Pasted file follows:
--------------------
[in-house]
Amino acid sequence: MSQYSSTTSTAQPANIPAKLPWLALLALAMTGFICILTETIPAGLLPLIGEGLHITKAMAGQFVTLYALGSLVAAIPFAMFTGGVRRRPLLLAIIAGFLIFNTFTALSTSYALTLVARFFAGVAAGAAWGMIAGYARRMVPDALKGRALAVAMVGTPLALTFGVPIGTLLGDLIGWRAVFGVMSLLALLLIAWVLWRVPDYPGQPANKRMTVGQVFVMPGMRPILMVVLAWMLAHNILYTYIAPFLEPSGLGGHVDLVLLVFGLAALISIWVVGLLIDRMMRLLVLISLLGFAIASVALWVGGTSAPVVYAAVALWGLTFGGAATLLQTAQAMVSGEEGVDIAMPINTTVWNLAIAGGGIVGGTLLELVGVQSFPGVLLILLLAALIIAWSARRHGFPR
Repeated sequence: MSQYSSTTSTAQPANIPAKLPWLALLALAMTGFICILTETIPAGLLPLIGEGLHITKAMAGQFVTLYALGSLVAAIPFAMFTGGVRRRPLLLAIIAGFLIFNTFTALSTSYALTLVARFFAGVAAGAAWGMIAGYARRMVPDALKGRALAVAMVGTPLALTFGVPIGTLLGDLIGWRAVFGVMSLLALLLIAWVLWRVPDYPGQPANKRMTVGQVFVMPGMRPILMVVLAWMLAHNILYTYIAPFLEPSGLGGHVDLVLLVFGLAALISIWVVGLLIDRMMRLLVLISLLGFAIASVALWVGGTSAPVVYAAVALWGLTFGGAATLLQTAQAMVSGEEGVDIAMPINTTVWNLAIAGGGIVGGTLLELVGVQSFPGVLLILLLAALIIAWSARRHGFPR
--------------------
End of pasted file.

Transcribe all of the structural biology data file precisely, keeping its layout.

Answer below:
[in-house]
Amino acid sequence: MSQYSSTTSTAQPANIPAKLPWLALLALAMTGFICILTETIPAGLLPLIGEGLHITKAMAGQFVTLYALGSLVAAIPFAMFTGGVRRRPLLLAIIAGFLIFNTFTALSTSYALTLVARFFAGVAAGAAWGMIAGYARRMVPDALKGRALAVAMVGTPLALTFGVPIGTLLGDLIGWRAVFGVMSLLALLLIAWVLWRVPDYPGQPANKRMTVGQVFVMPGMRPILMVVLAWMLAHNILYTYIAPFLEPSGLGGHVDLVLLVFGLAALISIWVVGLLIDRMMRLLVLISLLGFAIASVALWVGGTSAPVVYAAVALWGLTFGGAATLLQTAQAMVSGEEGVDIAMPINTTVWNLAIAGGGIVGGTLLELVGVQSFPGVLLILLLAALIIAWSARRHGFPR
Repeated sequence: MSQYSSTTSTAQPANIPAKLPWLALLALAMTGFICILTETIPAGLLPLIGEGLHITKAMAGQFVTLYALGSLVAAIPFAMFTGGVRRRPLLLAIIAGFLIFNTFTALSTSYALTLVARFFAGVAAGAAWGMIAGYARRMVPDALKGRALAVAMVGTPLALTFGVPIGTLLGDLIGWRAVFGVMSLLALLLIAWVLWRVPDYPGQPANKRMTVGQVFVMPGMRPILMVVLAWMLAHNILYTYIAPFLEPSGLGGHVDLVLLVFGLAALISIWVVGLLIDRMMRLLVLISLLGFAIASVALWVGGTSAPVVYAAVALWGLTFGGAATLLQTAQAMVSGEEGVDIAMPINTTVWNLAIAGGGIVGGTLLELVGVQSFPGVLLILLLAALIIAWSARRHGFPR